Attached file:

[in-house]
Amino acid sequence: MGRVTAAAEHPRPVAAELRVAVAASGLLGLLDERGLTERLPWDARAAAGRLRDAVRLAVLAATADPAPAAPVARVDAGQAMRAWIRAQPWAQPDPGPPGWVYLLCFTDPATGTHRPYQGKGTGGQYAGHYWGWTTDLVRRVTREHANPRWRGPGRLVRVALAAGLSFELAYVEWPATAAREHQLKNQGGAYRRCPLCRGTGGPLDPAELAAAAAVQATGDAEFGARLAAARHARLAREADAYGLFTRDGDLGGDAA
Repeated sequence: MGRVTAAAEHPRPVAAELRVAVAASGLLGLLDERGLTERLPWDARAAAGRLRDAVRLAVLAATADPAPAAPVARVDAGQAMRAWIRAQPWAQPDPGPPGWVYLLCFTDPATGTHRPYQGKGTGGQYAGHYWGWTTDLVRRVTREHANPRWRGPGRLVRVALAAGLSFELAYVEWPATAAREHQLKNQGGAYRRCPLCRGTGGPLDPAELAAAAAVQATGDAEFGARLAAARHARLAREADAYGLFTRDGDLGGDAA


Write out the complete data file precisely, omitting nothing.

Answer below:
[in-house]
Amino acid sequence: MGRVTAAAEHPRPVAAELRVAVAASGLLGLLDERGLTERLPWDARAAAGRLRDAVRLAVLAATADPAPAAPVARVDAGQAMRAWIRAQPWAQPDPGPPGWVYLLCFTDPATGTHRPYQGKGTGGQYAGHYWGWTTDLVRRVTREHANPRWRGPGRLVRVALAAGLSFELAYVEWPATAAREHQLKNQGGAYRRCPLCRGTGGPLDPAELAAAAAVQATGDAEFGARLAAARHARLAREADAYGLFTRDGDLGGDAA
Repeated sequence: MGRVTAAAEHPRPVAAELRVAVAASGLLGLLDERGLTERLPWDARAAAGRLRDAVRLAVLAATADPAPAAPVARVDAGQAMRAWIRAQPWAQPDPGPPGWVYLLCFTDPATGTHRPYQGKGTGGQYAGHYWGWTTDLVRRVTREHANPRWRGPGRLVRVALAAGLSFELAYVEWPATAAREHQLKNQGGAYRRCPLCRGTGGPLDPAELAAAAAVQATGDAEFGARLAAARHARLAREADAYGLFTRDGDLGGDAA